‘Shawshank Fugitive’ Frank Freshwaters Could be Freed in Parole Hearing

Frank Freshwater, 79, was arrested in Melbourne, Fla., after information was received from the Cold Case Unit of the U.S. Marshall's Northern Ohio Violent Fugitive Task Force showed that Freshwater might be staying in the Melbourne area. (PHOTO CREDIT: Brevard County Sheriff's Office)
Frank Freshwater, 79, was arrested in Melbourne, Fla., after information was received from the Cold Case Unit of the U.S. Marshall’s Northern Ohio Violent Fugitive Task Force showed that Freshwater might be staying in the Melbourne area. (PHOTO CREDIT: Brevard County Sheriff’s Office)

He spent 56 years on the run, believing he could live out his twilight years in the marshy lowlands of Melbourne, Florida. But a police ruse led to the recapture of Ohio’s “Shawshank Fugitive” last year.

Now, Frank Freshwaters could soon gain what he once desperately clung to — his freedom.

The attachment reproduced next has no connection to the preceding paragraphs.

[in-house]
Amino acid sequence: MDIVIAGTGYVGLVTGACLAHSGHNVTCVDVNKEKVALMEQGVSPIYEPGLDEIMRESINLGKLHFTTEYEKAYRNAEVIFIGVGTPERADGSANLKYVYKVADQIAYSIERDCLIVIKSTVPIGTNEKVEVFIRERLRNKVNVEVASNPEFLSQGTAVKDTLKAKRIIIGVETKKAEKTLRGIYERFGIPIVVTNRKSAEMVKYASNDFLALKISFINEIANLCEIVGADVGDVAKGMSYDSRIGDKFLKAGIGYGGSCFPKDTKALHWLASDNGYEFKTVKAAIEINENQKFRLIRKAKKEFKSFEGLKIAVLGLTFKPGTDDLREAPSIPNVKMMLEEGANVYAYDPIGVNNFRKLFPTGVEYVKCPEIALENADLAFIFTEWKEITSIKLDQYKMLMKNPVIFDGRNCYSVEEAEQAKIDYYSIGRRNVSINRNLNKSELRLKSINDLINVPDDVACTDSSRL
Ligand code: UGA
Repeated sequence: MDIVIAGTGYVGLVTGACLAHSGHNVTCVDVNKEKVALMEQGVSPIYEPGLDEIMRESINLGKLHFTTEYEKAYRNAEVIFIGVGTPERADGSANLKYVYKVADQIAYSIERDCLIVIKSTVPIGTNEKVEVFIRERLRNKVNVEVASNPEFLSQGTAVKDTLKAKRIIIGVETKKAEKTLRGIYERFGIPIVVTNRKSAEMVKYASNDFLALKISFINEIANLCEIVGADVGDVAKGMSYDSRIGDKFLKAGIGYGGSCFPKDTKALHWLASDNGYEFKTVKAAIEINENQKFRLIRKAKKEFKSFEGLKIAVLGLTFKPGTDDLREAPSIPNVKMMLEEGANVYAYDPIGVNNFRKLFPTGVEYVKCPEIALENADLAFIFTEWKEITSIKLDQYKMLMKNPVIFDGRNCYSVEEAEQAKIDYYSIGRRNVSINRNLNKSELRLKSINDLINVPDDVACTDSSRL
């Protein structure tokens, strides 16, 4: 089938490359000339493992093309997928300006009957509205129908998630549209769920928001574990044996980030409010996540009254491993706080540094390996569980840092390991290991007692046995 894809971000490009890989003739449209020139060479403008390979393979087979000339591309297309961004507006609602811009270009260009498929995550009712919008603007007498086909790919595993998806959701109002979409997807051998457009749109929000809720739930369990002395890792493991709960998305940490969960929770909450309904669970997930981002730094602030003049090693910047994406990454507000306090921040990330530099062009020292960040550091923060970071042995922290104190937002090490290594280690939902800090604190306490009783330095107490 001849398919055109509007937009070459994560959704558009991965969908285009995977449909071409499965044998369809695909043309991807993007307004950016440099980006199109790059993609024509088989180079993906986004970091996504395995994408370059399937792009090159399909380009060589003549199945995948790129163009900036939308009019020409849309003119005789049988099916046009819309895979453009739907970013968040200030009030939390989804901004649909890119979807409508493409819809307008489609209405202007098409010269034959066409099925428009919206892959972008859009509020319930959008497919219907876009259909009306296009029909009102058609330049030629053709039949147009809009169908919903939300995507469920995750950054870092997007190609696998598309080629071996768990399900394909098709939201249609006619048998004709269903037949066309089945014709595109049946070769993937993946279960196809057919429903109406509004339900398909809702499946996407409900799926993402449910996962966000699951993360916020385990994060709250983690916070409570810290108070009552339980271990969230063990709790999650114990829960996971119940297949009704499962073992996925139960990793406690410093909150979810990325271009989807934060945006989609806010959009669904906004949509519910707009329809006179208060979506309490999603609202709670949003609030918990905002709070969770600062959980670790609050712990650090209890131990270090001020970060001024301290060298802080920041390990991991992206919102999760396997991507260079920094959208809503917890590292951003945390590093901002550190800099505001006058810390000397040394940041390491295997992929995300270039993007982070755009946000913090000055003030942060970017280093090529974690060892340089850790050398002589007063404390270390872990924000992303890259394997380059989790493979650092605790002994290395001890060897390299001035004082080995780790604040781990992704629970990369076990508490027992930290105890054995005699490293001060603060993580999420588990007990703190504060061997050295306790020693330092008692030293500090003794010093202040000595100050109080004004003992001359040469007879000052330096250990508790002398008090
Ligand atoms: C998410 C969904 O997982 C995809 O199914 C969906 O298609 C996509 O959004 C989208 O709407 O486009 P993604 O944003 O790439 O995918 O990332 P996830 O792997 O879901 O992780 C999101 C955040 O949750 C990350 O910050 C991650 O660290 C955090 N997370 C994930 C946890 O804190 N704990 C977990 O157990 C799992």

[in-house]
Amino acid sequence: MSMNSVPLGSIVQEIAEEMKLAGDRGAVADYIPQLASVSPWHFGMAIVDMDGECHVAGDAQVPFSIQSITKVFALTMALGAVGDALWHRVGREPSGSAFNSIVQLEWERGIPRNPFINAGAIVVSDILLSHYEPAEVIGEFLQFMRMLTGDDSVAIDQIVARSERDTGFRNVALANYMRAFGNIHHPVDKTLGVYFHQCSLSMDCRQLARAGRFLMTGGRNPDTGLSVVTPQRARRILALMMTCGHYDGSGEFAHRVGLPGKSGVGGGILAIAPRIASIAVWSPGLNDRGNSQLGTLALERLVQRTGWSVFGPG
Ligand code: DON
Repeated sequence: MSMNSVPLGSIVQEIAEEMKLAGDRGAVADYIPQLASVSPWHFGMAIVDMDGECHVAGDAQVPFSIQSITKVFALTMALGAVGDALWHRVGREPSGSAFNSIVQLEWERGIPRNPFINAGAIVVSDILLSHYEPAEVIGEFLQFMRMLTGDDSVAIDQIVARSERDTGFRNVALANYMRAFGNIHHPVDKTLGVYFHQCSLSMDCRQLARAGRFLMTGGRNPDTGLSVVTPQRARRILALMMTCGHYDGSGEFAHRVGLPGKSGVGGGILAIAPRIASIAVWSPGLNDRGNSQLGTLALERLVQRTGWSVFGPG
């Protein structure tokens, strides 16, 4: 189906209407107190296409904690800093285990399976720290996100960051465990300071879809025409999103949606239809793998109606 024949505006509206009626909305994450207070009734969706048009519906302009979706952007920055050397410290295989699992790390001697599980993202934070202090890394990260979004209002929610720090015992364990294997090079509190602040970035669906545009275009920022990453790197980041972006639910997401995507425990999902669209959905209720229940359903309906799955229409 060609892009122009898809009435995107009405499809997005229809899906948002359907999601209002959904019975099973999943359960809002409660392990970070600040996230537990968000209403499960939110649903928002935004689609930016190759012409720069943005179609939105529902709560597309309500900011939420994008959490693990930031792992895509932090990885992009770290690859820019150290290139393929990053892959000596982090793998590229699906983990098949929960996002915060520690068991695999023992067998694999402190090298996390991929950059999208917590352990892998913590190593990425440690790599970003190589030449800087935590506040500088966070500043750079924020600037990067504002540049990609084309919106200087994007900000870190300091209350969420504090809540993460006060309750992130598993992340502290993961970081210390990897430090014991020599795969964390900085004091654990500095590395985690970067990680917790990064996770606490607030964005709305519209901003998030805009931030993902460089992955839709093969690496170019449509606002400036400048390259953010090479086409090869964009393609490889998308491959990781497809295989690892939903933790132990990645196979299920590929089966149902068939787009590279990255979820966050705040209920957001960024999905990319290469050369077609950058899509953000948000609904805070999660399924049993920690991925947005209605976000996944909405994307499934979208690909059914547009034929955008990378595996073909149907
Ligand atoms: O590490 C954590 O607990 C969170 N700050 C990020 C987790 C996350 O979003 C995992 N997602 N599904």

Freshwaters, who turns 80 in April, will have a parole hearing Thursday afternoon in Columbus, where lawyers will argue over whether he deserves another crack at life outside of prison.

The family of Freshwaters’ victim, Eugene Flynt, is expected to testify. Flynt was a married father of three in 1957 when a then-21-year-old Freshwaters accidentally struck and killed him with his car on an Akron street, according to Florida Today.

“In essence, he caused my life nothing but trouble,” Richard Flynt, who was 3 when his father died, told the newspaper. “I don’t think they can just pat him on the back and send him home.”

It’s unclear if Freshwaters will appear at the parole board hearing. Prosecutors told the newspaper that he deserves no clemency.

“Freshwaters failed to comply with his probation, and did not pay a dime of the $1,500 he was ordered to pay in restitution to Flynt’s family,” Summit County Prosecutor Sherri Bevan Walsh said Wednesday. “Freshwaters was eventually sentenced to serve between one and 20 years in prison, yet spent only seven months behind bars before escaping in 1959. Since then, Freshwaters has lived free, had a family, and even collected Social Security under an assumed name.”

Freshwaters’ winding saga started after he pleaded guilty to second-degree manslaughter in Flynt’s death. In lieu of up to 20 years behind bars, he was given a five-year probation. But he violated it, prosecutors said, and was incarcerated in the Ohio State Reformatory in Mansfield, which became immortalized in the 1994 film “The Shawshank Redemption.”

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SOURCE: NBC News, Erik Ortiz